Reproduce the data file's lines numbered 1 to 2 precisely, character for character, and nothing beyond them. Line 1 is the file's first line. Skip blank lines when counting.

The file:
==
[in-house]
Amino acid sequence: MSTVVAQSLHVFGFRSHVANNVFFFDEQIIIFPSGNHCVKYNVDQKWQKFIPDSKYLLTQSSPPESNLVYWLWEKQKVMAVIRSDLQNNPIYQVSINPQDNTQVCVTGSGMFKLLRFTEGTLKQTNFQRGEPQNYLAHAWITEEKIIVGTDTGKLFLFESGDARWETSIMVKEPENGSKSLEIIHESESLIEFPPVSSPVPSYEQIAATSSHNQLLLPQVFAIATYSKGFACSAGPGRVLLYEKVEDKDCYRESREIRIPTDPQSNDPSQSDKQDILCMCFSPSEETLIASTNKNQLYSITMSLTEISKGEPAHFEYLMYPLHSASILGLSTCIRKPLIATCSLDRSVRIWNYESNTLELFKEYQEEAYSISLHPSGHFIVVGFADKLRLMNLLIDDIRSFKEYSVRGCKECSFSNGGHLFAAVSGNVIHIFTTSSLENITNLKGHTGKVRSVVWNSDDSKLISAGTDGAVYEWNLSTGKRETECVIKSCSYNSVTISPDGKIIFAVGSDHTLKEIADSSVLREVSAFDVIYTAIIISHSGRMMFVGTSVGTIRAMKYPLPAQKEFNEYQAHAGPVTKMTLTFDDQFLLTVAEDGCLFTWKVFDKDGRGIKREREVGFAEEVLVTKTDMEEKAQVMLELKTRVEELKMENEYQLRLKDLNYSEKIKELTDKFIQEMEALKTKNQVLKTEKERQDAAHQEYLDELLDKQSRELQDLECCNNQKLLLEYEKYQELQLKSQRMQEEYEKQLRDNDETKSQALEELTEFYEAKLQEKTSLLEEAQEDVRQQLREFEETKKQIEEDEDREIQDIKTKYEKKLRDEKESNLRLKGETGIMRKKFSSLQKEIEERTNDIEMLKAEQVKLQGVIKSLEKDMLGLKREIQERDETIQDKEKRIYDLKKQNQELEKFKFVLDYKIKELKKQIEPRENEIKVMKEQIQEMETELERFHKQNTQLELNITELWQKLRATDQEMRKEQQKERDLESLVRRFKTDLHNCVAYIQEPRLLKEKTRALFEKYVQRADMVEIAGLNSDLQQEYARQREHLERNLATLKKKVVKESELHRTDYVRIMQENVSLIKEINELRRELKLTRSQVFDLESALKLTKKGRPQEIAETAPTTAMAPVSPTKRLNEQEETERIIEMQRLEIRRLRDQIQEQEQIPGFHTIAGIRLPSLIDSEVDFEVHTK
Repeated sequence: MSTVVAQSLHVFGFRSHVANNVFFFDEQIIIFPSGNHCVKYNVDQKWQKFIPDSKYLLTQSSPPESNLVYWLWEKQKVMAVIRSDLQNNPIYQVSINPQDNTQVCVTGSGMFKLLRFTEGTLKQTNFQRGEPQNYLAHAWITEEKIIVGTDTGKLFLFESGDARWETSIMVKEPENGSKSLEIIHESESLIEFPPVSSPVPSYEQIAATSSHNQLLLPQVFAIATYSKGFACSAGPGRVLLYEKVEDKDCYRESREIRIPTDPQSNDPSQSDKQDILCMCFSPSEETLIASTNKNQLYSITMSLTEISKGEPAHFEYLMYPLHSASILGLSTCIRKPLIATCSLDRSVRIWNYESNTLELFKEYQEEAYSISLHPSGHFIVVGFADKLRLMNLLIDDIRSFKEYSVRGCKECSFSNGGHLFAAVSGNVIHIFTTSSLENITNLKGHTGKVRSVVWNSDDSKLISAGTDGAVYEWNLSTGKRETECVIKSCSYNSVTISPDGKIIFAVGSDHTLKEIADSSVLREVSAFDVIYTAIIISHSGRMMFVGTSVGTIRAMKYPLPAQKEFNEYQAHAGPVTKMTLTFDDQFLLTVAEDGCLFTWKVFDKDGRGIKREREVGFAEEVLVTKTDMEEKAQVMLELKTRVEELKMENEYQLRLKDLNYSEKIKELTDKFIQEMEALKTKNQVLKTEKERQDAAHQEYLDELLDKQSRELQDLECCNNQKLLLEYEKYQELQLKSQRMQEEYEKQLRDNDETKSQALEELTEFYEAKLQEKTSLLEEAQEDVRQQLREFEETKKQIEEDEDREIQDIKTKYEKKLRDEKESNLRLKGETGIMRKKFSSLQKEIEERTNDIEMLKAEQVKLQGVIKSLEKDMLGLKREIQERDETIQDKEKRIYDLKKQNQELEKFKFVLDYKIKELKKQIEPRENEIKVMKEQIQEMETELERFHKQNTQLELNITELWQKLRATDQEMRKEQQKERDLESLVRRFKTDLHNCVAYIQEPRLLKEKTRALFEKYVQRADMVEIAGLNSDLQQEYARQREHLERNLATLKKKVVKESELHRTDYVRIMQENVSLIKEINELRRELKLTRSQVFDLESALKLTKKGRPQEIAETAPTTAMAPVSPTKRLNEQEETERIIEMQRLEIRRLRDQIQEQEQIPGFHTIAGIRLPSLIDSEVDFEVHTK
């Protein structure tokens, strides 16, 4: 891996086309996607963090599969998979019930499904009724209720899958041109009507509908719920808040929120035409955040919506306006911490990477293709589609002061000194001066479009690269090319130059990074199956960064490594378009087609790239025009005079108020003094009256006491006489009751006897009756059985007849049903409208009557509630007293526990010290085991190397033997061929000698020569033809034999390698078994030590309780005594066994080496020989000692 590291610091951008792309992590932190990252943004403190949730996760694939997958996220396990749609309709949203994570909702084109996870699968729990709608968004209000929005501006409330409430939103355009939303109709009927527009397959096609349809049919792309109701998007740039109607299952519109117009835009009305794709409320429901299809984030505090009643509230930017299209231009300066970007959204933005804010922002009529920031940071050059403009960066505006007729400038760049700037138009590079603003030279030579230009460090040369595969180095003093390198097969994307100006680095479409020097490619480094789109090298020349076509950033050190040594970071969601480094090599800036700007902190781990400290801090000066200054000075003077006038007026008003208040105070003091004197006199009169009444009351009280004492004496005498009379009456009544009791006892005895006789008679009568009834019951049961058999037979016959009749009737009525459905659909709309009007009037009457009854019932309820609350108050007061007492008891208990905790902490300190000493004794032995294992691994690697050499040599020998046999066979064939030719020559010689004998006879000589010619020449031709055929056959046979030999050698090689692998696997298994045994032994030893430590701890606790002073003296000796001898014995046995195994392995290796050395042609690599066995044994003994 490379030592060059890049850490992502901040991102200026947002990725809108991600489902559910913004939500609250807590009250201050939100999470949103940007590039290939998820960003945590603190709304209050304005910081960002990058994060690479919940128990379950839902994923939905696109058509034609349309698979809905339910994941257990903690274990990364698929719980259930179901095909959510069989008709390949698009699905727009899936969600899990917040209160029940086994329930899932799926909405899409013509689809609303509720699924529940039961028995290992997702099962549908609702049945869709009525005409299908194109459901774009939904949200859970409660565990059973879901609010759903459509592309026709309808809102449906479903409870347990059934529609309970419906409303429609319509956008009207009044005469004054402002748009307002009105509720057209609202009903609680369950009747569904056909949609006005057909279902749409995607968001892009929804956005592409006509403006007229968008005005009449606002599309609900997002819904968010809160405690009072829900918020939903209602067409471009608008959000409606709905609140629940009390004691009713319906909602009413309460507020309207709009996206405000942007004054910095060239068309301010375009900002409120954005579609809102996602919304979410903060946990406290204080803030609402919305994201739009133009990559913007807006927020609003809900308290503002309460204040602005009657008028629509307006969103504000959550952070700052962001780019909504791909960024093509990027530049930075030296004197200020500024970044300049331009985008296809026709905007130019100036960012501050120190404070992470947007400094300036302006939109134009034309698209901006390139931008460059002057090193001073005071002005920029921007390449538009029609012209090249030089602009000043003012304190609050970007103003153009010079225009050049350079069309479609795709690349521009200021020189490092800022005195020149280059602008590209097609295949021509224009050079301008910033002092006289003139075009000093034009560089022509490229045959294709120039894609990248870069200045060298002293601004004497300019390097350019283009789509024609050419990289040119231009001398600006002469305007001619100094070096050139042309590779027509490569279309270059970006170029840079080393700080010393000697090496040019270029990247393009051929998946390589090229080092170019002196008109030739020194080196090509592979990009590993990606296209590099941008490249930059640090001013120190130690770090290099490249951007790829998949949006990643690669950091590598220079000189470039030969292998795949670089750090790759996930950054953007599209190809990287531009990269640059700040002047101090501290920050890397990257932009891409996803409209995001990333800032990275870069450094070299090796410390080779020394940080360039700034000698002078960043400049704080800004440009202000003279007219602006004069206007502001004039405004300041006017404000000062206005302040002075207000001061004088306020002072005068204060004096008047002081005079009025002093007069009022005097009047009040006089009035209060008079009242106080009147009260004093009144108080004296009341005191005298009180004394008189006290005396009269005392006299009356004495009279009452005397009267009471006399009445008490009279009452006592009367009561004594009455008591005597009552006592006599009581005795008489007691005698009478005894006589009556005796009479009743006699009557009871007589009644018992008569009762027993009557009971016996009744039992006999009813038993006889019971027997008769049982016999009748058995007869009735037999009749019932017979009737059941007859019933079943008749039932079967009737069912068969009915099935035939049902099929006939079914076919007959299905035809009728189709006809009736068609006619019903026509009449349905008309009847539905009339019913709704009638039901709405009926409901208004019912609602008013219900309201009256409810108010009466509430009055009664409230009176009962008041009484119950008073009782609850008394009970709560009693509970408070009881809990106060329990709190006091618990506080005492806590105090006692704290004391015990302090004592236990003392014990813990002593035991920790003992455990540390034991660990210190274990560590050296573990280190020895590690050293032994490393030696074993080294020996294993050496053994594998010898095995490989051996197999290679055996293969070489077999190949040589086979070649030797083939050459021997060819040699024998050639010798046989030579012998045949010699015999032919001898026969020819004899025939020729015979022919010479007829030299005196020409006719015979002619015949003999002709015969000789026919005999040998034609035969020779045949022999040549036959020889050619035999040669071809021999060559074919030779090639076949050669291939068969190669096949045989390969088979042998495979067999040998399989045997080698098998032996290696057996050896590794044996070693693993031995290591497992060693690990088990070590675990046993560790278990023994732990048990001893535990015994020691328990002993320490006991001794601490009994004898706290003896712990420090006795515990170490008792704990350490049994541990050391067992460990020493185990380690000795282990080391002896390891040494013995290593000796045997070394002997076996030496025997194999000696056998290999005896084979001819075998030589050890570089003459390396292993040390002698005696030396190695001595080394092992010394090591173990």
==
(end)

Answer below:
[in-house]
Amino acid sequence: MSTVVAQSLHVFGFRSHVANNVFFFDEQIIIFPSGNHCVKYNVDQKWQKFIPDSKYLLTQSSPPESNLVYWLWEKQKVMAVIRSDLQNNPIYQVSINPQDNTQVCVTGSGMFKLLRFTEGTLKQTNFQRGEPQNYLAHAWITEEKIIVGTDTGKLFLFESGDARWETSIMVKEPENGSKSLEIIHESESLIEFPPVSSPVPSYEQIAATSSHNQLLLPQVFAIATYSKGFACSAGPGRVLLYEKVEDKDCYRESREIRIPTDPQSNDPSQSDKQDILCMCFSPSEETLIASTNKNQLYSITMSLTEISKGEPAHFEYLMYPLHSASILGLSTCIRKPLIATCSLDRSVRIWNYESNTLELFKEYQEEAYSISLHPSGHFIVVGFADKLRLMNLLIDDIRSFKEYSVRGCKECSFSNGGHLFAAVSGNVIHIFTTSSLENITNLKGHTGKVRSVVWNSDDSKLISAGTDGAVYEWNLSTGKRETECVIKSCSYNSVTISPDGKIIFAVGSDHTLKEIADSSVLREVSAFDVIYTAIIISHSGRMMFVGTSVGTIRAMKYPLPAQKEFNEYQAHAGPVTKMTLTFDDQFLLTVAEDGCLFTWKVFDKDGRGIKREREVGFAEEVLVTKTDMEEKAQVMLELKTRVEELKMENEYQLRLKDLNYSEKIKELTDKFIQEMEALKTKNQVLKTEKERQDAAHQEYLDELLDKQSRELQDLECCNNQKLLLEYEKYQELQLKSQRMQEEYEKQLRDNDETKSQALEELTEFYEAKLQEKTSLLEEAQEDVRQQLREFEETKKQIEEDEDREIQDIKTKYEKKLRDEKESNLRLKGETGIMRKKFSSLQKEIEERTNDIEMLKAEQVKLQGVIKSLEKDMLGLKREIQERDETIQDKEKRIYDLKKQNQELEKFKFVLDYKIKELKKQIEPRENEIKVMKEQIQEMETELERFHKQNTQLELNITELWQKLRATDQEMRKEQQKERDLESLVRRFKTDLHNCVAYIQEPRLLKEKTRALFEKYVQRADMVEIAGLNSDLQQEYARQREHLERNLATLKKKVVKESELHRTDYVRIMQENVSLIKEINELRRELKLTRSQVFDLESALKLTKKGRPQEIAETAPTTAMAPVSPTKRLNEQEETERIIEMQRLEIRRLRDQIQEQEQIPGFHTIAGIRLPSLIDSEVDFEVHTK